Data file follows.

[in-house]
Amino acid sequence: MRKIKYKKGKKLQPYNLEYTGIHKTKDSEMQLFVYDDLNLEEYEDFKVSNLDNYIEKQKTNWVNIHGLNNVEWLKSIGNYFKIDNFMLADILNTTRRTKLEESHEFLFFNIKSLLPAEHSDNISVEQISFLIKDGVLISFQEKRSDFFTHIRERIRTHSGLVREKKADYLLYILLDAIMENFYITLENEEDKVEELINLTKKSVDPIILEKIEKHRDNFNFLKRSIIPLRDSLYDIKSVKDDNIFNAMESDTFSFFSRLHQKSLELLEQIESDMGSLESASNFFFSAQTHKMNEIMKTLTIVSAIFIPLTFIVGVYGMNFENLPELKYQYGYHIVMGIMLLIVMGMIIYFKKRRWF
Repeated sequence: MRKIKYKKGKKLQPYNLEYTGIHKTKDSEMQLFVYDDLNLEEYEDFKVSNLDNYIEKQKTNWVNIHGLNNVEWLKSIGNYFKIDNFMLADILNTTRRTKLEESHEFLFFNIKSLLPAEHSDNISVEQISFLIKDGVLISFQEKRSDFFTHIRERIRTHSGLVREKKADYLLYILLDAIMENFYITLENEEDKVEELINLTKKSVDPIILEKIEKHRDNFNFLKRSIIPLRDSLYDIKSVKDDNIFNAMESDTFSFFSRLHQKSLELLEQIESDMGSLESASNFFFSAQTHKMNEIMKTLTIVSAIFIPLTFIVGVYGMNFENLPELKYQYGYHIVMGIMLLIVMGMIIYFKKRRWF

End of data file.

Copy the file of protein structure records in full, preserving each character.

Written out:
[in-house]
Amino acid sequence: MRKIKYKKGKKLQPYNLEYTGIHKTKDSEMQLFVYDDLNLEEYEDFKVSNLDNYIEKQKTNWVNIHGLNNVEWLKSIGNYFKIDNFMLADILNTTRRTKLEESHEFLFFNIKSLLPAEHSDNISVEQISFLIKDGVLISFQEKRSDFFTHIRERIRTHSGLVREKKADYLLYILLDAIMENFYITLENEEDKVEELINLTKKSVDPIILEKIEKHRDNFNFLKRSIIPLRDSLYDIKSVKDDNIFNAMESDTFSFFSRLHQKSLELLEQIESDMGSLESASNFFFSAQTHKMNEIMKTLTIVSAIFIPLTFIVGVYGMNFENLPELKYQYGYHIVMGIMLLIVMGMIIYFKKRRWF
Repeated sequence: MRKIKYKKGKKLQPYNLEYTGIHKTKDSEMQLFVYDDLNLEEYEDFKVSNLDNYIEKQKTNWVNIHGLNNVEWLKSIGNYFKIDNFMLADILNTTRRTKLEESHEFLFFNIKSLLPAEHSDNISVEQISFLIKDGVLISFQEKRSDFFTHIRERIRTHSGLVREKKADYLLYILLDAIMENFYITLENEEDKVEELINLTKKSVDPIILEKIEKHRDNFNFLKRSIIPLRDSLYDIKSVKDDNIFNAMESDTFSFFSRLHQKSLELLEQIESDMGSLESASNFFFSAQTHKMNEIMKTLTIVSAIFIPLTFIVGVYGMNFENLPELKYQYGYHIVMGIMLLIVMGMIIYFKKRRWF